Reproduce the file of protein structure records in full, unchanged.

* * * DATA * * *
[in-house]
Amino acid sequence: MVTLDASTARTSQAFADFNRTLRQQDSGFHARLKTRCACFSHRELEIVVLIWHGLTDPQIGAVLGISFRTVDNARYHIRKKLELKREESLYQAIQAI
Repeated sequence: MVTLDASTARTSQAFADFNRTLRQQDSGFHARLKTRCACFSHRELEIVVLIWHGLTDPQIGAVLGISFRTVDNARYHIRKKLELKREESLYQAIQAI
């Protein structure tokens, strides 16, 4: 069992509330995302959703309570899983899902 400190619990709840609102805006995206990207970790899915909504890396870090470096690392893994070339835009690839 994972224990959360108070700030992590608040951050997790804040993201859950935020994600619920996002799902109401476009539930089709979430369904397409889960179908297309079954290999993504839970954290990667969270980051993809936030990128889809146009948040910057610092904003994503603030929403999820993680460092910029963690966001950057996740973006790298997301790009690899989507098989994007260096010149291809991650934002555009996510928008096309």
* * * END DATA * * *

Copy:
[in-house]
Amino acid sequence: MVTLDASTARTSQAFADFNRTLRQQDSGFHARLKTRCACFSHRELEIVVLIWHGLTDPQIGAVLGISFRTVDNARYHIRKKLELKREESLYQAIQAI
Repeated sequence: MVTLDASTARTSQAFADFNRTLRQQDSGFHARLKTRCACFSHRELEIVVLIWHGLTDPQIGAVLGISFRTVDNARYHIRKKLELKREESLYQAIQAI
């Protein structure tokens, strides 16, 4: 069992509330995302959703309570899983899902 400190619990709840609102805006995206990207970790899915909504890396870090470096690392893994070339835009690839 994972224990959360108070700030992590608040951050997790804040993201859950935020994600619920996002799902109401476009539930089709979430369904397409889960179908297309079954290999993504839970954290990667969270980051993809936030990128889809146009948040910057610092904003994503603030929403999820993680460092910029963690966001950057996740973006790298997301790009690899989507098989994007260096010149291809991650934002555009996510928008096309």